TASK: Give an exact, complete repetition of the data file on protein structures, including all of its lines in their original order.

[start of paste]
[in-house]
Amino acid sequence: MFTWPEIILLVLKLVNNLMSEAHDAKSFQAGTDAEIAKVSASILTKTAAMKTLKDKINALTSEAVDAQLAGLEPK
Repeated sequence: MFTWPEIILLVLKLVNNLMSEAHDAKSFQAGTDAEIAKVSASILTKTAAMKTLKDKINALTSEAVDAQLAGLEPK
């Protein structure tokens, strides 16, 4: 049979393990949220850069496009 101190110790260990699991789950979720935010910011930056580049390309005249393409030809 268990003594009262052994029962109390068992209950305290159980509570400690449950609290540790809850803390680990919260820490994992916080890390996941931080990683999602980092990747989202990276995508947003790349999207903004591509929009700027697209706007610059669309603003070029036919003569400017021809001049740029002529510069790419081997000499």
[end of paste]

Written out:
[in-house]
Amino acid sequence: MFTWPEIILLVLKLVNNLMSEAHDAKSFQAGTDAEIAKVSASILTKTAAMKTLKDKINALTSEAVDAQLAGLEPK
Repeated sequence: MFTWPEIILLVLKLVNNLMSEAHDAKSFQAGTDAEIAKVSASILTKTAAMKTLKDKINALTSEAVDAQLAGLEPK
């Protein structure tokens, strides 16, 4: 049979393990949220850069496009 101190110790260990699991789950979720935010910011930056580049390309005249393409030809 268990003594009262052994029962109390068992209950305290159980509570400690449950609290540790809850803390680990919260820490994992916080890390996941931080990683999602980092990747989202990276995508947003790349999207903004591509929009700027697209706007610059669309603003070029036919003569400017021809001049740029002529510069790419081997000499």